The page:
Mortgage Rates on Nov. 17, 2022: Rates Cool Off

Some important mortgage rates slid lower this week, though rates have overall been rising this year. If you're shopping for a mortgage, see how the Fed's interest rate hikes could affect you.

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A variety of important mortgage rates sank over the last seven days. The impressive drop in 30-year fixed mortgage rates is notable, but don't forget about fixed 15-year rates, which also declined. For variable rates, the 5/1 adjustable-rate mortgage also declined.

Mortgage rates have been increasing consistently since the start of 2022, following in the wake of a series of interest rate hikes by the Federal Reserve. Interest rates are dynamic and unpredictable -- at least on a daily or weekly basis -- and they respond to a wide variety of economic factors. But the Fed's actions, designed to mitigate the high rate of inflation, are having an unmistakable impact on mortgage rates.

If you're looking to buy a home, trying to time the market may not play to your favor. If inflation continues to increase and rates continue to climb, it will likely translate to higher interest rates -- and steeper monthly mortgage payments. As such, you may have better luck locking in a lower mortgage interest rate sooner rather than later. No matter when you decide to shop for a home, it's always a good idea to seek out multiple lenders to compare rates and fees to find the best mortgage for your specific situation.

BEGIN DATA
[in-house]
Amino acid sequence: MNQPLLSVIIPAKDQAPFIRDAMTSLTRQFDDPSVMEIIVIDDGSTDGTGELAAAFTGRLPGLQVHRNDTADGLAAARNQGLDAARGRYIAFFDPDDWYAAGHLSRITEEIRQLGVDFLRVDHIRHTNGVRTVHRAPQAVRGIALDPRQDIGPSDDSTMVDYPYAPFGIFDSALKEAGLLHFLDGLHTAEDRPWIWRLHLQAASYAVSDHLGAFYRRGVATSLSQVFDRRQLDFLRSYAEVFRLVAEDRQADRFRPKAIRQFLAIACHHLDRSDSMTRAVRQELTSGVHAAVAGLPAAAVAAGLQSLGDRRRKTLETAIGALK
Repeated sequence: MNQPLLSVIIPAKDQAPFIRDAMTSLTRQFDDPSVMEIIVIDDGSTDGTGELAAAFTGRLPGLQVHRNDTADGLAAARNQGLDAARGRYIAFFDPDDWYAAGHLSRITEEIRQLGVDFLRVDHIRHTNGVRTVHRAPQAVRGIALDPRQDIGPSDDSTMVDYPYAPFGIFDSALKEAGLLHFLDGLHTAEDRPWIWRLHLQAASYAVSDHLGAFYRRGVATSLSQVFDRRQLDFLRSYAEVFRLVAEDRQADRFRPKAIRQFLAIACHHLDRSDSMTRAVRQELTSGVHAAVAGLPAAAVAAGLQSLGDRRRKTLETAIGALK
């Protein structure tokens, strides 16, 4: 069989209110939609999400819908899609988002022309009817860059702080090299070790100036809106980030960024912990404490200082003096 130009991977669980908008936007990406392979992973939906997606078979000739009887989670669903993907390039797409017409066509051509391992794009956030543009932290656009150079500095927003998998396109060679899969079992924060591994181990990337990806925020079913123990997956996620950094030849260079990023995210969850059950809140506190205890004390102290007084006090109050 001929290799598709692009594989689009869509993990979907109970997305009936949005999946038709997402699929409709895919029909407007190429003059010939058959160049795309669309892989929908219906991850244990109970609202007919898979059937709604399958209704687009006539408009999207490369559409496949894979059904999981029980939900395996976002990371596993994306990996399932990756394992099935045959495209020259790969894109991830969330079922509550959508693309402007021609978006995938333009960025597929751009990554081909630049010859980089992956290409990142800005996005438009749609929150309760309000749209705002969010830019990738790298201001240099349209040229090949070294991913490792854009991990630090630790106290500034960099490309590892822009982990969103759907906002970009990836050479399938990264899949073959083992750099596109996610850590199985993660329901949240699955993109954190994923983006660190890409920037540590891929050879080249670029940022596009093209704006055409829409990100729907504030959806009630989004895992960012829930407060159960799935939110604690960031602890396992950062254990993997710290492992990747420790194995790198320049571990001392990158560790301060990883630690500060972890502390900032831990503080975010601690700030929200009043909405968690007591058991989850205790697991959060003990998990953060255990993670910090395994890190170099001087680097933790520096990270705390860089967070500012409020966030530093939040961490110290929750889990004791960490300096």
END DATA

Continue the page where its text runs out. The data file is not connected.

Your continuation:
30-year fixed-rate mortgages

For a 30-year, fixed-rate mortgage, the average rate you'll pay is 6.84%, which is a decrease of 40 basis points compared to one week ago. (A basis point is equivalent to 0.01%.) The most common loan term is a 30-year fixed mortgage. A 30-year fixed mortgage will often have a greater interest rate than a 15-year fixed rate mortgage -- but also a lower monthly payment. You won't be able to pay off your house as quickly and you'll pay more interest over time, but a 30-year fixed mortgage is a good option if you're looking to minimize your monthly payment.

15-year fixed-rate mortgages

The average rate for a 15-year, fixed mortgage is 6.22%, which is a decrease of 24 basis points from the same time last week. You'll definitely have a bigger monthly payment with a 15-year fixed mortgage compared to a 30-year fixed mortgage, even if the interest rate and loan amount are the same. But a 15-year loan will usually be the better deal, if you're able to afford the monthly payments. These include usually being able to get a lower interest rate, paying off your mortgage sooner, and paying less total interest in the long run.

5/1 adjustable-rate mortgages

A 5/1 ARM has an average rate of 5.54%, a downtick of 8 basis points compared to last week. With an ARM mortgage, you'll usually get a lower interest rate than a 30-year fixed mortgage for the first five years. But since the rate adjusts with the market rate, you might end up paying more after that time, as described in the terms of your loan. For borrowers who plan to sell or refinance their house before the rate changes, an adjustable-rate mortgage might be a good option. But if that's not the case, you may be on the hook for a much higher interest rate if the market rates shift.

Mortgage rate trends